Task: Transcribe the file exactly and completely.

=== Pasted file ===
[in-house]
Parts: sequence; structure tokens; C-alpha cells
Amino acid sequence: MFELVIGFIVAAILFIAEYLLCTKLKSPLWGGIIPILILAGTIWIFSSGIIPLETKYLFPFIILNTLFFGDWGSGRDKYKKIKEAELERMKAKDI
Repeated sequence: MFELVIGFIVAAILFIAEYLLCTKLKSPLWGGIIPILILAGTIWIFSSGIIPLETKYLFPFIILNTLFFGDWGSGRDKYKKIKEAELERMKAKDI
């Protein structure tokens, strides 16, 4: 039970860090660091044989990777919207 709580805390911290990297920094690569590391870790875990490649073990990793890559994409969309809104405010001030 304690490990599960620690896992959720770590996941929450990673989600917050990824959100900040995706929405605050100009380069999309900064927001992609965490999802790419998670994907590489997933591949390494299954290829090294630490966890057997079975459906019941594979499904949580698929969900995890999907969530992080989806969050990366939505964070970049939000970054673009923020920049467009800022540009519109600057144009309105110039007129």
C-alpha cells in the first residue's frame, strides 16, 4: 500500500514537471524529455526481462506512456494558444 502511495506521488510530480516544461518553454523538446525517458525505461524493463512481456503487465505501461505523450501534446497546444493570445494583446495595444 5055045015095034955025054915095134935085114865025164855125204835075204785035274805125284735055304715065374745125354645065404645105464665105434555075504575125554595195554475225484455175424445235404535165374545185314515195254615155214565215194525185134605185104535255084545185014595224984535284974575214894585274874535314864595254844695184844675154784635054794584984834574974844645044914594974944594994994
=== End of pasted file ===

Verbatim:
[in-house]
Parts: sequence; structure tokens; C-alpha cells
Amino acid sequence: MFELVIGFIVAAILFIAEYLLCTKLKSPLWGGIIPILILAGTIWIFSSGIIPLETKYLFPFIILNTLFFGDWGSGRDKYKKIKEAELERMKAKDI
Repeated sequence: MFELVIGFIVAAILFIAEYLLCTKLKSPLWGGIIPILILAGTIWIFSSGIIPLETKYLFPFIILNTLFFGDWGSGRDKYKKIKEAELERMKAKDI
């Protein structure tokens, strides 16, 4: 039970860090660091044989990777919207 709580805390911290990297920094690569590391870790875990490649073990990793890559994409969309809104405010001030 304690490990599960620690896992959720770590996941929450990673989600917050990824959100900040995706929405605050100009380069999309900064927001992609965490999802790419998670994907590489997933591949390494299954290829090294630490966890057997079975459906019941594979499904949580698929969900995890999907969530992080989806969050990366939505964070970049939000970054673009923020920049467009800022540009519109600057144009309105110039007129």
C-alpha cells in the first residue's frame, strides 16, 4: 500500500514537471524529455526481462506512456494558444 502511495506521488510530480516544461518553454523538446525517458525505461524493463512481456503487465505501461505523450501534446497546444493570445494583446495595444 5055045015095034955025054915095134935085114865025164855125204835075204785035274805125284735055304715065374745125354645065404645105464665105434555075504575125554595195554475225484455175424445235404535165374545185314515195254615155214565215194525185134605185104535255084545185014595224984535284974575214894585274874535314864595254844695184844675154784635054794584984834574974844645044914594974944594994994